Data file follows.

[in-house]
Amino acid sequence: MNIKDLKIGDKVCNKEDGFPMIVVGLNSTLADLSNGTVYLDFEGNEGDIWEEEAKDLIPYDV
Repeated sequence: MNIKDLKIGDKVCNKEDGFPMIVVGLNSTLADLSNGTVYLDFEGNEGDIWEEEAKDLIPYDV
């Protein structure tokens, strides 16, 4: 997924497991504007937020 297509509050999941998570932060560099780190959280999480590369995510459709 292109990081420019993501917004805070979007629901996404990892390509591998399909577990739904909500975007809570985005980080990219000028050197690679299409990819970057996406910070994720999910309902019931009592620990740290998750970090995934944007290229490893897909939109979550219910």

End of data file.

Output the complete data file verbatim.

[in-house]
Amino acid sequence: MNIKDLKIGDKVCNKEDGFPMIVVGLNSTLADLSNGTVYLDFEGNEGDIWEEEAKDLIPYDV
Repeated sequence: MNIKDLKIGDKVCNKEDGFPMIVVGLNSTLADLSNGTVYLDFEGNEGDIWEEEAKDLIPYDV
């Protein structure tokens, strides 16, 4: 997924497991504007937020 297509509050999941998570932060560099780190959280999480590369995510459709 292109990081420019993501917004805070979007629901996404990892390509591998399909577990739904909500975007809570985005980080990219000028050197690679299409990819970057996406910070994720999910309902019931009592620990740290998750970090995934944007290229490893897909939109979550219910």